All too often lawyers demonstrate boundless enthusiasm for creating a new website (or updating an existing one), but then insist on elements and changes that ultimately caused it to backfire. According to the inbound marketing service Hubspot, 72% of websites receive a failing grade of 59 or lower.
The primary reason for this failure is that visitors can't find themselves in your website or even see themselves there. Sure, it's important that the site to be visually appealing, to be optimized for mobile devices and to offer clear calls to action. But none of that matters if visitors don't connect with your key messages and your content overall.
Start by organizing the content in ways that make sense to your ideal client. Create a homepage that enables them to quickly and easily find themselves in your sitemap and overall navigation. That means the first section in your online navigation should not be entitled "About Us." Instead, start with a section that discusses features and benefits of your services.
Overall, your navigation scheme should be simple and not complex. Give visitors fewer, more relevant options to choose from online, and let them drill down on subsequent pages by offering content that's meaningful for them.
A visitor’s primary reason for visiting your site is not to read about all the great awards you've received, or the vision of your founders or how brilliant your attorneys are. They want to know what you can do for them, how you can make them more successful, how you can help them grow and achieve their business goals (not your own), and how you can make their jobs easier. (That's not to say that congratulating yourself for a well-deserved accolade by a prestigious third party isn't important. But prominently listing every award you've ever received will drive your visitors away.)
Words and phrases that resonate
Next, write each section as if you were the client. Use words and phrases that will resonate with them, rather than your boss or your boss's boss. Your content should be like a mirror where visitors can see themselves in each page they read, over and over again.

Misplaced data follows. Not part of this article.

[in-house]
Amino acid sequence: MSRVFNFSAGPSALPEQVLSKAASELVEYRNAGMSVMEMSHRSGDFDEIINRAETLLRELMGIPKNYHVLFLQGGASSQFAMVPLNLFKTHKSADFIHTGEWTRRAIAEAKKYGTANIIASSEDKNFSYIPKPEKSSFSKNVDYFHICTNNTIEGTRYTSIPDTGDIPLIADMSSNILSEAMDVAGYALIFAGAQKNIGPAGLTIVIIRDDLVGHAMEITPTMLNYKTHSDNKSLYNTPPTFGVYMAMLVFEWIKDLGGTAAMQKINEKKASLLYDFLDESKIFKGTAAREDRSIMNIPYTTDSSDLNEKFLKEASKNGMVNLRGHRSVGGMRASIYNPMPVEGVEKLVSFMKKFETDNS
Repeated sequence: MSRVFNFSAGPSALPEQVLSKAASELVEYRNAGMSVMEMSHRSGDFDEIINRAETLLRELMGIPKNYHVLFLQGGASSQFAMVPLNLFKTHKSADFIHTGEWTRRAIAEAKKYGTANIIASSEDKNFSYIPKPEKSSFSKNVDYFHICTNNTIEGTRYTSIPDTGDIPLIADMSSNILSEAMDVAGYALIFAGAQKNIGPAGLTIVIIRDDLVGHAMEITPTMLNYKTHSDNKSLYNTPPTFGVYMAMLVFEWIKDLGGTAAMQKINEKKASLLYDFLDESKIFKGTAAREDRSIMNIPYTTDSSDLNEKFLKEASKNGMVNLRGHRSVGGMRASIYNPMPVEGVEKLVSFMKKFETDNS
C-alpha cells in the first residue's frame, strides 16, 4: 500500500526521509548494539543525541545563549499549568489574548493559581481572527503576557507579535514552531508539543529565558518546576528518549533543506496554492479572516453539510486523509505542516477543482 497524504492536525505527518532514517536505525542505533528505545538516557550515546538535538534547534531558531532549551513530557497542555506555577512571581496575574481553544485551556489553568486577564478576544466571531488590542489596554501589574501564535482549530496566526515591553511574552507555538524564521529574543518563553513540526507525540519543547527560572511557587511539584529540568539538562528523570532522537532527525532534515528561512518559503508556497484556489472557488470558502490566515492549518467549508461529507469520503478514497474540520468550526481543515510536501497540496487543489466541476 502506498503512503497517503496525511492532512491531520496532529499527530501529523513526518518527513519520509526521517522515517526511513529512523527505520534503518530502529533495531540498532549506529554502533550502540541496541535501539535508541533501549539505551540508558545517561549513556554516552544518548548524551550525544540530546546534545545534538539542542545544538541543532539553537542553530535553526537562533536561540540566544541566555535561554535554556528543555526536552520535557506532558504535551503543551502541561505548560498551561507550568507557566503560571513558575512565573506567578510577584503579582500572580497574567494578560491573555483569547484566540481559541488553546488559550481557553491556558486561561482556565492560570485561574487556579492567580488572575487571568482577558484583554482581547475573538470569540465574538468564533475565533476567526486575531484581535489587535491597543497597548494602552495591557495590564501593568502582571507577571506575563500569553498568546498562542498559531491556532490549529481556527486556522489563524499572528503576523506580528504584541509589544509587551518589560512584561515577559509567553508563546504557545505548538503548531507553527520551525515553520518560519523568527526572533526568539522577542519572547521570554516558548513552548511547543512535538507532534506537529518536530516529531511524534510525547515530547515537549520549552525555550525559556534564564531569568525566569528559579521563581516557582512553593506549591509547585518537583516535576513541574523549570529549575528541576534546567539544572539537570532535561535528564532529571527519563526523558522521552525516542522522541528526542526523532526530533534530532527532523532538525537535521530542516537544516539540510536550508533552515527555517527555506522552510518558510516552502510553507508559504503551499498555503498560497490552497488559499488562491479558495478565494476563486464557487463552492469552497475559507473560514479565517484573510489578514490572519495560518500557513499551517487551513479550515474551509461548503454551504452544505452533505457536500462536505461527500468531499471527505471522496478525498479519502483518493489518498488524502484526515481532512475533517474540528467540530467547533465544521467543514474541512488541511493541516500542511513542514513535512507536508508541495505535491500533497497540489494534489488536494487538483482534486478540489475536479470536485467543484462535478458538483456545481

Unlike everyone else who says "avoid jargon," I'm going to disagree and say it's okay to use jargon -- but only in those instances where it makes sense to your target audience and has meaning and relevance for them. Throwing around words and acronyms that make you sound like a know-it-all will only annoy and alienate your visitors.
Also, consider creating a pop-up box that reflects your firm's key messages, but that emphasizes 5-10 well-written benefit statements. You need to spell out the benefits your clients will enjoy if they hire you. Then create a separate button that generates the pop-up and invites them to learn what those benefits are. Doing so will ultimately keep your pages cleaner and the site's navigation simpler.
Finally, make sure the writing is crisp, fresh and relevant. Time and again, I've witnessed web pages that got passed around for review and editing by entirely too many people. It is easy to spot a page that was written by a committee.
If you want to gain the credibility, engagement and loyalty of your website's primary visitors, stop staring into your own mirror and start staring into theirs.